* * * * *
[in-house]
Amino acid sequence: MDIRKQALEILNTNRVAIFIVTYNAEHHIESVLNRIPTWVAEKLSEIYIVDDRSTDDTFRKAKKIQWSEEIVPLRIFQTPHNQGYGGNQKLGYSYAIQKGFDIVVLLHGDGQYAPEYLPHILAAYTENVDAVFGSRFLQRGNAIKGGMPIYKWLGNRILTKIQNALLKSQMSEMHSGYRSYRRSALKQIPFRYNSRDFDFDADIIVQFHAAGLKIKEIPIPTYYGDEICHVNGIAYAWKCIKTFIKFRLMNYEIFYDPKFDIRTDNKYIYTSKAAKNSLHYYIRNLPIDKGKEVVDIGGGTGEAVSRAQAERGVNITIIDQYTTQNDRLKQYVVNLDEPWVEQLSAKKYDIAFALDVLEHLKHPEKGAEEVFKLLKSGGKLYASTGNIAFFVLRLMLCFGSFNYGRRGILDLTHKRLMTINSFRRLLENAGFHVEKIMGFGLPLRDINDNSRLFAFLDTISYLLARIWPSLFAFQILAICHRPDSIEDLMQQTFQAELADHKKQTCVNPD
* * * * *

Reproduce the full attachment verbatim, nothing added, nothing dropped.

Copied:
[in-house]
Amino acid sequence: MDIRKQALEILNTNRVAIFIVTYNAEHHIESVLNRIPTWVAEKLSEIYIVDDRSTDDTFRKAKKIQWSEEIVPLRIFQTPHNQGYGGNQKLGYSYAIQKGFDIVVLLHGDGQYAPEYLPHILAAYTENVDAVFGSRFLQRGNAIKGGMPIYKWLGNRILTKIQNALLKSQMSEMHSGYRSYRRSALKQIPFRYNSRDFDFDADIIVQFHAAGLKIKEIPIPTYYGDEICHVNGIAYAWKCIKTFIKFRLMNYEIFYDPKFDIRTDNKYIYTSKAAKNSLHYYIRNLPIDKGKEVVDIGGGTGEAVSRAQAERGVNITIIDQYTTQNDRLKQYVVNLDEPWVEQLSAKKYDIAFALDVLEHLKHPEKGAEEVFKLLKSGGKLYASTGNIAFFVLRLMLCFGSFNYGRRGILDLTHKRLMTINSFRRLLENAGFHVEKIMGFGLPLRDINDNSRLFAFLDTISYLLARIWPSLFAFQILAICHRPDSIEDLMQQTFQAELADHKKQTCVNPD